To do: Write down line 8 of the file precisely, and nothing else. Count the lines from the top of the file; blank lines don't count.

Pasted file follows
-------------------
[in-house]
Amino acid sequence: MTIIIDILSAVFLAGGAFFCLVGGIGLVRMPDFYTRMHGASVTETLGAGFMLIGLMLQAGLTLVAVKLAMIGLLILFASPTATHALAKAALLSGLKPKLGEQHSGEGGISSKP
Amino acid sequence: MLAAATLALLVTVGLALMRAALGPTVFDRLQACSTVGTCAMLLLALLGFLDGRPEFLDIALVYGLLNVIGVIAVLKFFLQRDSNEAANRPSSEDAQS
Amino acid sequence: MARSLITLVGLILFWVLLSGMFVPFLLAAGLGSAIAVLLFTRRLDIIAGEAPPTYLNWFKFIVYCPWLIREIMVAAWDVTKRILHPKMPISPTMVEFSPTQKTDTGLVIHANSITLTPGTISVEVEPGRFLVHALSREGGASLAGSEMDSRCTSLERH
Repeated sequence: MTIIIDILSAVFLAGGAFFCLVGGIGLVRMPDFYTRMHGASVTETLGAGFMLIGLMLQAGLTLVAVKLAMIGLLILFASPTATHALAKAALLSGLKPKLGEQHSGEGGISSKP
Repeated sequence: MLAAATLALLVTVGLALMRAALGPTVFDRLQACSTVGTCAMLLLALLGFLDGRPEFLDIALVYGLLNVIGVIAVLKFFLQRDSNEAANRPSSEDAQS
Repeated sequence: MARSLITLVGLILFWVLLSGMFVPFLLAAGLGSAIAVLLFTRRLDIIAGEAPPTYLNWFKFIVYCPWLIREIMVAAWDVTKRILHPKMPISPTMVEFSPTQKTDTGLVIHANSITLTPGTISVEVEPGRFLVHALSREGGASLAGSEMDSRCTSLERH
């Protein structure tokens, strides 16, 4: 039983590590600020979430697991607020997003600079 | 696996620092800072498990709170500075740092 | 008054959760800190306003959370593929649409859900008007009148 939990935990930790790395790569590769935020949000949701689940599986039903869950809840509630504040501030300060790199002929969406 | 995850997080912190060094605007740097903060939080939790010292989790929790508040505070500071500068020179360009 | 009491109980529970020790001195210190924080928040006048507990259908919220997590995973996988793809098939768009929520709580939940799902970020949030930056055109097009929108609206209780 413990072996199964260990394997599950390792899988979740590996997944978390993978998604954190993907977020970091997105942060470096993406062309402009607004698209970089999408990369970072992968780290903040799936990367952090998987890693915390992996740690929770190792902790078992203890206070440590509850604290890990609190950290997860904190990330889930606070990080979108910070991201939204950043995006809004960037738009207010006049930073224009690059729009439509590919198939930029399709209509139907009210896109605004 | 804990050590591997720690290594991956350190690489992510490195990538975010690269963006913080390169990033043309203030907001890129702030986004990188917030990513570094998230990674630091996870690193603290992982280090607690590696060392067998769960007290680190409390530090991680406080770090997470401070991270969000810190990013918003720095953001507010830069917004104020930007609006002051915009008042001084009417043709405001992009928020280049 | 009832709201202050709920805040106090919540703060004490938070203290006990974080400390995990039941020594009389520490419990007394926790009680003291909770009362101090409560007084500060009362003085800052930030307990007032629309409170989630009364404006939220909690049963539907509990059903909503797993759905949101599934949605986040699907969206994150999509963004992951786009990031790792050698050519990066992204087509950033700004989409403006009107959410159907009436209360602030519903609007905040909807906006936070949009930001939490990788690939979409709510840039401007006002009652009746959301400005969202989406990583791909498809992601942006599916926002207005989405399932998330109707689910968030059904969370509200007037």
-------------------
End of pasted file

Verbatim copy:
């Protein structure tokens, strides 16, 4: 039983590590600020979430697991607020997003600079 | 696996620092800072498990709170500075740092 | 008054959760800190306003959370593929649409859900008007009148 939990935990930790790395790569590769935020949000949701689940599986039903869950809840509630504040501030300060790199002929969406 | 995850997080912190060094605007740097903060939080939790010292989790929790508040505070500071500068020179360009 | 009491109980529970020790001195210190924080928040006048507990259908919220997590995973996988793809098939768009929520709580939940799902970020949030930056055109097009929108609206209780 413990072996199964260990394997599950390792899988979740590996997944978390993978998604954190993907977020970091997105942060470096993406062309402009607004698209970089999408990369970072992968780290903040799936990367952090998987890693915390992996740690929770190792902790078992203890206070440590509850604290890990609190950290997860904190990330889930606070990080979108910070991201939204950043995006809004960037738009207010006049930073224009690059729009439509590919198939930029399709209509139907009210896109605004 | 804990050590591997720690290594991956350190690489992510490195990538975010690269963006913080390169990033043309203030907001890129702030986004990188917030990513570094998230990674630091996870690193603290992982280090607690590696060392067998769960007290680190409390530090991680406080770090997470401070991270969000810190990013918003720095953001507010830069917004104020930007609006002051915009008042001084009417043709405001992009928020280049 | 009832709201202050709920805040106090919540703060004490938070203290006990974080400390995990039941020594009389520490419990007394926790009680003291909770009362101090409560007084500060009362003085800052930030307990007032629309409170989630009364404006939220909690049963539907509990059903909503797993759905949101599934949605986040699907969206994150999509963004992951786009990031790792050698050519990066992204087509950033700004989409403006009107959410159907009436209360602030519903609007905040909807906006936070949009930001939490990788690939979409709510840039401007006002009652009746959301400005969202989406990583791909498809992601942006599916926002207005989405399932998330109707689910968030059904969370509200007037």